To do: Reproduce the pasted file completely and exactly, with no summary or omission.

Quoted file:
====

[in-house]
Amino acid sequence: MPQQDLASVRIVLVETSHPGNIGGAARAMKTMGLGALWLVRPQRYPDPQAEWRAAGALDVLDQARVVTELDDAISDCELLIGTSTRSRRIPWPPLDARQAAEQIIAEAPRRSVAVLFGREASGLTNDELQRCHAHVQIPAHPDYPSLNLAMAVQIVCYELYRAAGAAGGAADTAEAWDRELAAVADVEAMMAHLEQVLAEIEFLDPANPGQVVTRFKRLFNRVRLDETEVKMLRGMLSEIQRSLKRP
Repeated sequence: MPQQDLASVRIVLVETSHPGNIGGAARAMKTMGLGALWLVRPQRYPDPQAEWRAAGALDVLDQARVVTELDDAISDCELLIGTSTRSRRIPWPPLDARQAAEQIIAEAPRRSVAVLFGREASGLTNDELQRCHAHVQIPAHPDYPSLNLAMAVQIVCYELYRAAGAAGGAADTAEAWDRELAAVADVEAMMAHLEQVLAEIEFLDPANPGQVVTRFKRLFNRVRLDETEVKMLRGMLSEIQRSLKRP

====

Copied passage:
[in-house]
Amino acid sequence: MPQQDLASVRIVLVETSHPGNIGGAARAMKTMGLGALWLVRPQRYPDPQAEWRAAGALDVLDQARVVTELDDAISDCELLIGTSTRSRRIPWPPLDARQAAEQIIAEAPRRSVAVLFGREASGLTNDELQRCHAHVQIPAHPDYPSLNLAMAVQIVCYELYRAAGAAGGAADTAEAWDRELAAVADVEAMMAHLEQVLAEIEFLDPANPGQVVTRFKRLFNRVRLDETEVKMLRGMLSEIQRSLKRP
Repeated sequence: MPQQDLASVRIVLVETSHPGNIGGAARAMKTMGLGALWLVRPQRYPDPQAEWRAAGALDVLDQARVVTELDDAISDCELLIGTSTRSRRIPWPPLDARQAAEQIIAEAPRRSVAVLFGREASGLTNDELQRCHAHVQIPAHPDYPSLNLAMAVQIVCYELYRAAGAAGGAADTAEAWDRELAAVADVEAMMAHLEQVLAEIEFLDPANPGQVVTRFKRLFNRVRLDETEVKMLRGMLSEIQRSLKRP